BOSTON — Kathryn Merrill believes a miracle kept her, her baby, her husband and friends safe during the Boston Marathon bombing Monday.

Merrill, a 2001 graduate of Kearney High School and 2005 graduate of the University of Nebraska at Kearney, currently lives in Wagner, S.D.

The longtime runner traveled to Boston with her husband, Morgan, and two friends, Emilie Murray and Chanell Wilmer.

“I was attempting to run my marathon approximately 4:05 to 4:30 while 24 weeks pregnant, but it didn’t go according to plan,” she said in an email interview with the Hub. “I literally had to stop at a porta potty about every two miles because this baby was right on my bladder.”

Merrill tried to increase her pace, but the baby forced her to slow down.

“I remember, I asked a police officer what time it was, after leaving a porta potty at approximately 24.5 miles and he said seven minutes to 3 p.m., and I remember thinking, ‘I’m supposed to already be at the finish line based on what I had told my husband and my two friends who came to see me finish,’” she said.

Merrill didn’t know that two bombs had exploded near the finish line. She kept running, hoping she could get to the finish so her husband and friends wouldn’t have to wait too long.

“At mile 25.5, I ran into a wall of people, just masses, some walking back toward me on the course, many crying, and I thought, ‘What is wrong?’ and then I thought, ‘Did I take a wrong turn?’ Because, literally, it was like the race just stopped, and no one could run because there were so many masses of people that were just stagnant,” she said.

Merrill was sure that she was off course and was running into people who had already finished the race.

But when she asked someone walking toward her what happened, they told her a bomb had gone off at the finish line.

Merrill would later learn that three people were killed and more than 170 victims sought medical help at Boston hospitals.

“I was just in shock because I was already so tired from running, plus being pregnant, I was still in race mode, thinking I could get to the finish line so I could finish the race. It sounds so crazy now, but I remember thinking, ‘I’ve got to get to the finish’ just because that was all I had been thinking for the last eight miles.”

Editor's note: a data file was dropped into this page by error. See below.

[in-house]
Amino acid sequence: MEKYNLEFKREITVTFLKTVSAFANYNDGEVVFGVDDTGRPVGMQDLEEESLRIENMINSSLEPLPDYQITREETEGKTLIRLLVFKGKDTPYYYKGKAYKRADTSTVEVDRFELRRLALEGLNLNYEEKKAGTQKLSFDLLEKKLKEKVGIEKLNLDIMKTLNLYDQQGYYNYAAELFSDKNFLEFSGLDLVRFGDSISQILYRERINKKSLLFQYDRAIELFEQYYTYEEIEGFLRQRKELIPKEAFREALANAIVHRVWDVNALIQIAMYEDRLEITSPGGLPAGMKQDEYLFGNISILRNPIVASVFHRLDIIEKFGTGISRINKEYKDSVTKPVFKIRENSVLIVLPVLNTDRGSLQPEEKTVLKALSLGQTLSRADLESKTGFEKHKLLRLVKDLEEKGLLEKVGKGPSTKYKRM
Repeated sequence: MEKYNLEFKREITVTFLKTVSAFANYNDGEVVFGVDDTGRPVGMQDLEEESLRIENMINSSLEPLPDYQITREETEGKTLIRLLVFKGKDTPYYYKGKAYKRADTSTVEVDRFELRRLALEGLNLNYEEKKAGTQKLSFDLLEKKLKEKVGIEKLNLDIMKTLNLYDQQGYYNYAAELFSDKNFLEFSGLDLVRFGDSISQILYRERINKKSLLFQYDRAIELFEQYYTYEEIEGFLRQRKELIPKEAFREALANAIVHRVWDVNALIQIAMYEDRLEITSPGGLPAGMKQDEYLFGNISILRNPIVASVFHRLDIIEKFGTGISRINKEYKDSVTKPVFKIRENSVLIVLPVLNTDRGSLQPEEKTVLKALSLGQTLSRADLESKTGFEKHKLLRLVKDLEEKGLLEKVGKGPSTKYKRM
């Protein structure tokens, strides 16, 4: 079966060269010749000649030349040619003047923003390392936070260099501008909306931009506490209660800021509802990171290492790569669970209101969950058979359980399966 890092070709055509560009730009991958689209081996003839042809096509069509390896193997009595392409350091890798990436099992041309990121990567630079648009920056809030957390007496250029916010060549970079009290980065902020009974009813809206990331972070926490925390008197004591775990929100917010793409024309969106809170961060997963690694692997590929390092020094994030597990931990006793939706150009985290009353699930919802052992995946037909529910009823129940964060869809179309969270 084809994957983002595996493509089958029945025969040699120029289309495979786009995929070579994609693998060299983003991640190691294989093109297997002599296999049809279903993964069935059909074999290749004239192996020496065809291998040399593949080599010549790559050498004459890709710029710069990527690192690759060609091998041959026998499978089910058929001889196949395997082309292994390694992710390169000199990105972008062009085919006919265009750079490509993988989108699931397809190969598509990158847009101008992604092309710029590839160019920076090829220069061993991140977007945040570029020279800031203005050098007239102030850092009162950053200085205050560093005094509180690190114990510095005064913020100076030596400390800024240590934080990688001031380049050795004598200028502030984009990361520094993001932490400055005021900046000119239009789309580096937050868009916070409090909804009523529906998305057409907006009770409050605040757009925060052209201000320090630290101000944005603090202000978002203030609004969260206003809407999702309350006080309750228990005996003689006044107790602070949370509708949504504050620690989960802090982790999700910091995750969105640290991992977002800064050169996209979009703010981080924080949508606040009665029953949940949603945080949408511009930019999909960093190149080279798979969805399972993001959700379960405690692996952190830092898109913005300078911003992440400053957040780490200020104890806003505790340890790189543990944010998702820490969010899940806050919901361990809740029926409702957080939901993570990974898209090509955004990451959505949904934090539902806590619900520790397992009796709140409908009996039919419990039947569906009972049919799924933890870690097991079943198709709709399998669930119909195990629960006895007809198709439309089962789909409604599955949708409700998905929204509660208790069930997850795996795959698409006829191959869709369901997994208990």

Merrill walked into a small park near a bridge and asked someone to borrow their cell phone to call her husband. She was able to get through briefly to tell him she was OK before the phone call ended.

Although there was no cell phone service, Merrill was able to text her husband to arrange a meeting place.

“I was walking home (to the hotel), approximately a one-mile walk, when some local people stopped me to ask if I was OK, and I broke down crying, saying I didn’t know where my husband was. They were most helpful, texted my husband for me and gave me a ride to my hotel,” Merrill said.

“I got into my room and knelt down and cried, because my husband was not in the room. I was cold and extremely tired and just wanted to see him to really know that he was OK, not just hear his voice for 10 seconds before the phone shut off. I had never received a text back from him confirming that he had received my texts, and I didn’t know when I would see him.”

Nearly 20 minutes later, Morgan walked into the hotel room.

“I just hugged him and cried — just emotionally and physically drained,” she said.

She learned that her husband wasn’t at the finish line when the bombs exploded. He thought the crowds were too thick, and he couldn’t see the finish line. He was waiting for Merrill two blocks away when he heard the explosion.

Their friends, Murray and Wilmer, were waiting for Merrill at the finish line when the bomb exploded, but they were unharmed.

“We ran downstairs and I gave them both a hug and we all just cried, I could not believe they had been at the finish when the bomb deployed, and that they were OK. I was so grateful for that miracle,” she said.

“I thank God for the many miracles that happened today, first that the four of us were OK, second that the baby is OK and that he sat right on my bladder to slow me down.”

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